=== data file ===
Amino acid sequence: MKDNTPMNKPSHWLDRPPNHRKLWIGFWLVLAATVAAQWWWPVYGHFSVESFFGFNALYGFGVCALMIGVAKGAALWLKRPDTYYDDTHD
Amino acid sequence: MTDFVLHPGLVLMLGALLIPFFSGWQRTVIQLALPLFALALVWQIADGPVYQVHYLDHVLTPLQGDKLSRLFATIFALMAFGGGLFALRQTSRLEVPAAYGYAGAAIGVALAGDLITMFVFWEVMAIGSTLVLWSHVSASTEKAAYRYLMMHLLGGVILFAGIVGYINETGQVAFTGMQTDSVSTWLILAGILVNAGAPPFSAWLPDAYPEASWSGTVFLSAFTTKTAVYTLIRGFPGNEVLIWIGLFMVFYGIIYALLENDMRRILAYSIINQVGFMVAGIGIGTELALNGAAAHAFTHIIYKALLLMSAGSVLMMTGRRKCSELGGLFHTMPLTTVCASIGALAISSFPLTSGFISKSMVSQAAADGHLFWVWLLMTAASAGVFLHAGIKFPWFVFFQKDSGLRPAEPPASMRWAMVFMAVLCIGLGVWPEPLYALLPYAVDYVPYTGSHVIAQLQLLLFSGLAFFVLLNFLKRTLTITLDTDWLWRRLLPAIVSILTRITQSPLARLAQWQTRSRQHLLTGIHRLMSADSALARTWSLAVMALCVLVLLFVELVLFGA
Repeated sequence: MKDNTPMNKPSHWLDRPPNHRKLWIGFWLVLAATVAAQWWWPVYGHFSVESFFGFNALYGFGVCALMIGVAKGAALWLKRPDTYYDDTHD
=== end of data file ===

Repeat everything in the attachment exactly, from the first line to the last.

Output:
Amino acid sequence: MKDNTPMNKPSHWLDRPPNHRKLWIGFWLVLAATVAAQWWWPVYGHFSVESFFGFNALYGFGVCALMIGVAKGAALWLKRPDTYYDDTHD
Amino acid sequence: MTDFVLHPGLVLMLGALLIPFFSGWQRTVIQLALPLFALALVWQIADGPVYQVHYLDHVLTPLQGDKLSRLFATIFALMAFGGGLFALRQTSRLEVPAAYGYAGAAIGVALAGDLITMFVFWEVMAIGSTLVLWSHVSASTEKAAYRYLMMHLLGGVILFAGIVGYINETGQVAFTGMQTDSVSTWLILAGILVNAGAPPFSAWLPDAYPEASWSGTVFLSAFTTKTAVYTLIRGFPGNEVLIWIGLFMVFYGIIYALLENDMRRILAYSIINQVGFMVAGIGIGTELALNGAAAHAFTHIIYKALLLMSAGSVLMMTGRRKCSELGGLFHTMPLTTVCASIGALAISSFPLTSGFISKSMVSQAAADGHLFWVWLLMTAASAGVFLHAGIKFPWFVFFQKDSGLRPAEPPASMRWAMVFMAVLCIGLGVWPEPLYALLPYAVDYVPYTGSHVIAQLQLLLFSGLAFFVLLNFLKRTLTITLDTDWLWRRLLPAIVSILTRITQSPLARLAQWQTRSRQHLLTGIHRLMSADSALARTWSLAVMALCVLVLLFVELVLFGA
Repeated sequence: MKDNTPMNKPSHWLDRPPNHRKLWIGFWLVLAATVAAQWWWPVYGHFSVESFFGFNALYGFGVCALMIGVAKGAALWLKRPDTYYDDTHD